Ukrainian State

From Wikipedia, the free encyclopedia
  (Redirected from Ukrainian state)
Jump to: navigation, search
This article is about the government of the National State of Ukraine (1918–1920). For the Cossack State of the 17-18th centuries, see Cossack Hetmanate.
Ukrainian State
Українська Держава
Ukrainska Derzhava

1918
Flag Coat of arms
  
Ukrainian State on the map of Europe
Capital Kiev
Languages Ukrainian
Religion Ukrainian Orthodox
Government Authoritarian state under a Provisional Government
Hetman of Ukraine
 -  1918 Pavlo Skoropadskyi
Historical era World War I
 -  Established 29 April 1918
 -  Disestablished 14 December 1918
Today part of  Ukraine
 Russia
 Belarus
 Moldova
 Poland

Ukrainian State (Ukrainian: Українська держава, Ukrayinska Derzhava) (sometimes also called The Hetmanate (Ukrainian: Гетьманат, Hetmanat)) was an anti-socialist government that existed on most of territory of Ukraine (except for West Ukraine) from 29 April 1918[1] till December 1918.[2] It was installed after the socialist-leaning Central Council of the Ukrainian People's Republic was dispersed on 28 April 1918. Ukraine turned into a provisional dictatorship of Hetman of Ukraine Pavlo Skoropadskyi, who outlawed all socialist oriented political parties, creating an anti-Bolshevik front. It collapsed in December 1918, when Skoropadskyi was deposed and the Ukrainian People's Republic returned to power in the form of the Directorate.[2][3]

The establishment of the Ukrainian State led to unification of most of Ukraine in its contemporary borders, disbanding all Soviet quasi states sanctioned by the Bolshevik Petrograd such as the Odessa Soviet Republic, Donetsk-Krivoi Rog Soviet Republic and others. More assertive foreign policy and military support from the Central Powers saw some improved stabilization within the country.[1][3]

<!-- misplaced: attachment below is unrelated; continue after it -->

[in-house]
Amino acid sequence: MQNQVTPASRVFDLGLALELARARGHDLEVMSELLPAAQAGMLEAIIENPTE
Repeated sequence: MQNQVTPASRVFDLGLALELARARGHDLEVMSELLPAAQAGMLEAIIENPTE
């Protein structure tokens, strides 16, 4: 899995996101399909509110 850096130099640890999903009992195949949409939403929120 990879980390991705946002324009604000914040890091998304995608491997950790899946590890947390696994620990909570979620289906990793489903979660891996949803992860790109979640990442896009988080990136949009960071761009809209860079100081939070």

Geography[edit]

The country lay in the Eastern Europe along the mid and lower stream of the Dnieper on the coast of Black and Azov Seas. The Ukrainian State covered most of the territory of modern-day contemporary Ukraine - less West Ukraine and the Crimea. Its territory however extended into today's Russia, Belarus, Moldova and Poland.

To its northeast Ukraine established a preliminary demarcation line with the Russian SFSR, on the east it had a border with the Don Republic, to its south were both the Black Sea and the Sea of Azov, while the Crimean peninsula - the Crimean Regional Government - came under the control of Sulkevych. To the southwest along Dniester lay a border with Romania, to the west Ukraine bordered with the German Empire and with Austria-Hungary. To the north were the German-occupied territories of Ober Ost and the Belarusian National Administration.

History[edit]

Part of a series on the
History of Ukraine
Coat of arms of Ukraine
Portal icon Ukraine portal

As a result of the Bolshevik aggression, the government of the Ukrainian People's Republic that initially pursued anti-military policy sought a military support after the capital of Ukraine Kiev was sacked on January 9, 1918 by Mikhail Muravyov. On February 9, 1918 Ukraine signed the Treaty of Brest-Litovsk with the coalition of Central Powers and in March 1918 all Bolshevik forces of the Russian SFSR were eliminated from the territory of Ukraine. The Army Group "Kiev" was created in order to protect Ukraine from further Bolshevik aggression and headed by the German Field Marshal Hermann von Eichhorn.

On April 25, 1918, the administration of Army Group "Kiev" suspected the government of Vsevolod Holubovych in kidnapping of the chairman of the Foreign Trade Bank in Kiev Abram Dobry. Through that bank the German occupational forces were officially conducting all financial operations with the Reichsbank. Next day Field Marshal von Einhorn issued a decree, according to which all criminal cases on the territory of Ukraine could selectively fall under jurisdiction of the German Field-Military Court along with the Ukrainian Court System. At the next session of the Central Council on April 29 Holubovych stated: